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Above: rendering of the new design
Developers DRW Convexity are hoping that at this Wednesday’s meeting the East Lansing Planning Commission will vote to recommend their revised site plan for the “Park District” project.
If the revision is ultimately approved by the new City Council, what is currently a construction staging zone near Valley Court Park will eventually be a 6-story, instead of a 5-story, building, with fewer studio apartments and more 2- and 3-bedroom units.
The developers say the new designs along with rental restrictions will make it more likely the building will attract families with school-age children, specifically families in which the parent(s) earn less than the average median income for the area.
That’s the residency population the City and homeowners in the Oakwood neighborhood have indicated they want to see here.
DRW Convexity’s previously approved “Park District” project includes plans for new structures on three plots of land owned by the developers:
The City has a requirement that 25 percent of large downtown housing projects like the Park District project include housing other than "market-rate apartments" that generally are designed for and rented by undergraduate students.
In accordance with requirements, in 2018 DRW Convexity received approval for a plan that contained a sufficient number of income-restricted apartments in 341 Evergreen Avenue to meet the 25 percent diverse housing specifications for the entire, (three-building), "Park District" project.
If the new City Council ultimately approves the revision from DRW Convexity, the site at 341 Evergreen Avenue will instead see a 6-story building that mixes four floors of income-restricted apartments with one floor of market-rate rental apartments. This rendering shows the building as if one is looking north on Evergreen Avenue (just north of Peoples Church).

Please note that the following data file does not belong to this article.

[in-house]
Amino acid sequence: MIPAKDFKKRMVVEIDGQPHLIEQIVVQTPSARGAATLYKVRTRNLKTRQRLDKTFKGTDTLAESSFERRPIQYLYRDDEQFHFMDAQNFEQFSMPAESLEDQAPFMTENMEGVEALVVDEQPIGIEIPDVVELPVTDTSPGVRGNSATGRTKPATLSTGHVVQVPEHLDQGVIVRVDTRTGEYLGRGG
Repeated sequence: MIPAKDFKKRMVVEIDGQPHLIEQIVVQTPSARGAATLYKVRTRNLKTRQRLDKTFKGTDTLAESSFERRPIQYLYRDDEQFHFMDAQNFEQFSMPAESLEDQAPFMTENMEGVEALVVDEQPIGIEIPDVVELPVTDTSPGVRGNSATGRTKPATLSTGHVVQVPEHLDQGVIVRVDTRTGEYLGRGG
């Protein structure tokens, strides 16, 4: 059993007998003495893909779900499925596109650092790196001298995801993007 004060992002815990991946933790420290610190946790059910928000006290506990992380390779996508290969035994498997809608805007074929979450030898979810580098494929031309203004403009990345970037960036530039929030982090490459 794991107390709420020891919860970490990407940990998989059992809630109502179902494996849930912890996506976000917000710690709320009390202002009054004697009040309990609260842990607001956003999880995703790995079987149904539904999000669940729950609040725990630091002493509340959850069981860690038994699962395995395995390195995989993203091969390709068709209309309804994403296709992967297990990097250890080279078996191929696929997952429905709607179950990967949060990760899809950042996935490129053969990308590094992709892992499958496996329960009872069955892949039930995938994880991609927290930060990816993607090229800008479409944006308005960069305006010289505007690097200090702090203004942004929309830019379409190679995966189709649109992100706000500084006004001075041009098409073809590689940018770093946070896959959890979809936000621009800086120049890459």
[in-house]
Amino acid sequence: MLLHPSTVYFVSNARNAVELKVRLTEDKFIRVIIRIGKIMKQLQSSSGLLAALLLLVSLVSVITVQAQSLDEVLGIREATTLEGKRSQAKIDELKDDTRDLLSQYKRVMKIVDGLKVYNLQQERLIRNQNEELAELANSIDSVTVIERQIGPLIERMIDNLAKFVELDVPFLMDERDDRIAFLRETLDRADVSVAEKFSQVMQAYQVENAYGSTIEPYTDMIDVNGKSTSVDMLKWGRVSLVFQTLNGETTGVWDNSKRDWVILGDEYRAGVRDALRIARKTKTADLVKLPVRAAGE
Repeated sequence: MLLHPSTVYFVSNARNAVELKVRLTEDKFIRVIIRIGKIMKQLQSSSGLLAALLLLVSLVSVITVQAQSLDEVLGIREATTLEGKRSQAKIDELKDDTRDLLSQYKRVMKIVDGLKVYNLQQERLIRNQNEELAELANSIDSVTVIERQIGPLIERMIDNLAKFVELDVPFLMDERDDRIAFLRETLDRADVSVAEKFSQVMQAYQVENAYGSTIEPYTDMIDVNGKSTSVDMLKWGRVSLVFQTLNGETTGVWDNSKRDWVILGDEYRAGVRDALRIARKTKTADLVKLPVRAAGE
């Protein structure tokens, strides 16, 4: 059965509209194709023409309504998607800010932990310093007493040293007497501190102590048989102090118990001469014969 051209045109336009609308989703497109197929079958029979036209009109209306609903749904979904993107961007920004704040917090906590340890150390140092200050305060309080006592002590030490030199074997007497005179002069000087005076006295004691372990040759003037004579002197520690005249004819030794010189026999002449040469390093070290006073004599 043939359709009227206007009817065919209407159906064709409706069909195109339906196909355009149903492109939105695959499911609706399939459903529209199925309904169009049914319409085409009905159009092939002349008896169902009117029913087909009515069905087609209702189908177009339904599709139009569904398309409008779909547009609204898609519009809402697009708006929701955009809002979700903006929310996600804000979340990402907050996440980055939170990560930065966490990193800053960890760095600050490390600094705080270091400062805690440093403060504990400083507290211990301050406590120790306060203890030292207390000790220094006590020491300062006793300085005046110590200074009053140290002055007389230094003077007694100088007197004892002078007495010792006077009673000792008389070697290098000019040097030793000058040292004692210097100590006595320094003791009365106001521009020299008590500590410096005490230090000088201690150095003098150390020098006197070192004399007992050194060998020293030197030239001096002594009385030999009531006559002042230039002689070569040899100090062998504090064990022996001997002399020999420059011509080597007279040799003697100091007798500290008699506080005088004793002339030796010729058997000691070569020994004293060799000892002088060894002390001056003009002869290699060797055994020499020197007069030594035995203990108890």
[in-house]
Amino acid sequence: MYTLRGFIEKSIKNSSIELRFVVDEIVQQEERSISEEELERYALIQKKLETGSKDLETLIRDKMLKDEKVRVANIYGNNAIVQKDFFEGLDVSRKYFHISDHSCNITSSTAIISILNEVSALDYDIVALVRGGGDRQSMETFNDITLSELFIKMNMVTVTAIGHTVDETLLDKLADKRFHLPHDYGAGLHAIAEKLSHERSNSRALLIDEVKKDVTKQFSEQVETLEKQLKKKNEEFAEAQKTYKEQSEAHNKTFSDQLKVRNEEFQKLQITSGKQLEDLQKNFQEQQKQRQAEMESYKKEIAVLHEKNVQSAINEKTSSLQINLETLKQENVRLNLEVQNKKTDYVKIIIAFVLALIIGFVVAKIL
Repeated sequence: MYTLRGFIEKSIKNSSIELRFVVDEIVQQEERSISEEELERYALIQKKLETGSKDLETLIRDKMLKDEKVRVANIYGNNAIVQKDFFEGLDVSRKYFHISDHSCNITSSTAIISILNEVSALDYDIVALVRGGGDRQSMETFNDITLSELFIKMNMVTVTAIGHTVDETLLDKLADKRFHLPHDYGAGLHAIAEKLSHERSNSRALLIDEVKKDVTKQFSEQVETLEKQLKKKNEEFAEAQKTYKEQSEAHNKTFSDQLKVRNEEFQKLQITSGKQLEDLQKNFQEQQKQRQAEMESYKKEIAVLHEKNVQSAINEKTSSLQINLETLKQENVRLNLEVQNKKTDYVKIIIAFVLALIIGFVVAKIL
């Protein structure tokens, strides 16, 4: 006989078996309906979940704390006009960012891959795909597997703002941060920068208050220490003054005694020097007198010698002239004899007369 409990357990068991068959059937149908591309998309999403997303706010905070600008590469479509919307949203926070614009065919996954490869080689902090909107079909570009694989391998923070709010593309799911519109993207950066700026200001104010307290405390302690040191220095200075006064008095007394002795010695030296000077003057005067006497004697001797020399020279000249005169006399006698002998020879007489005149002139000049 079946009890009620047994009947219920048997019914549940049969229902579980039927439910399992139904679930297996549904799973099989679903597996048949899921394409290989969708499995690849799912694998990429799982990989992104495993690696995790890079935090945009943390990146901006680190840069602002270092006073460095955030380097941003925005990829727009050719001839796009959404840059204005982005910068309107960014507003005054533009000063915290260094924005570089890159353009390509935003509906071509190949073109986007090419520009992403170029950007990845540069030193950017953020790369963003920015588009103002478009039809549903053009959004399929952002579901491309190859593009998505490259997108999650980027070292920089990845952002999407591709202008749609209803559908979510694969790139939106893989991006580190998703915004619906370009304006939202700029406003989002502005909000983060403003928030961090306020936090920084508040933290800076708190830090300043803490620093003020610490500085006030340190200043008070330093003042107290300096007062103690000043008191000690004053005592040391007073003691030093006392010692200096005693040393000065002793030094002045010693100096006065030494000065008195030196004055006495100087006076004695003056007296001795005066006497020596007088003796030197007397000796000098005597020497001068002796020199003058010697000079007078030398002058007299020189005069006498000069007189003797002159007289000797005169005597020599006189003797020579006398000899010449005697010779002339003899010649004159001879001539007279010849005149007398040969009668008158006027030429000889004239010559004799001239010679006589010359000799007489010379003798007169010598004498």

The market-rate rentals would be on the top floor. The ground floor would have the lobby entrance and indoor private parking, as under the previous plan. The number of parking spaces in the structure has been upped from 26 to 34. The site plan also calls for roughly 40 parking spots for bicycles.
City Planning staff has already approved a change for The Abbot apartment building at the main corner, reducing the total apartments by 22 units and increasing the “bed count” by 14. (Staff can approve a relatively small change like this.)
If the site plan revision for 341 Evergreen Avenue is approved, the total number of apartments between the two buildings would rise from the originally approved 290 to 295, including the addition of two more income-restricted apartments at that location.
Above: Architect Mike Breclaw and Convexity's Chris Oakley present the revision to the DDA on October 24. (Photo by Raymond Holt).
The number of studio apartments in the revised plan for 341 Evergreen Ave. is reduced by nine, and the number of two-bedroom units increased by 22 under the proposed revision. The new plan also adds five 3-bedroom units with master bedroom suites that include their en suite bathrooms.
The revision came to the Planning Commission for a public hearing on October 23. There, David Pierson, attorney for DRW Convexity, told the Commission that the redesign of 341 Evergreen Avenue makes it more “family friendly.”
“The new plan would call for more bedrooms in the units and make the units larger,” Pierson told the Planning Commission. “We need to spread out the building and increase the height to accommodate that.”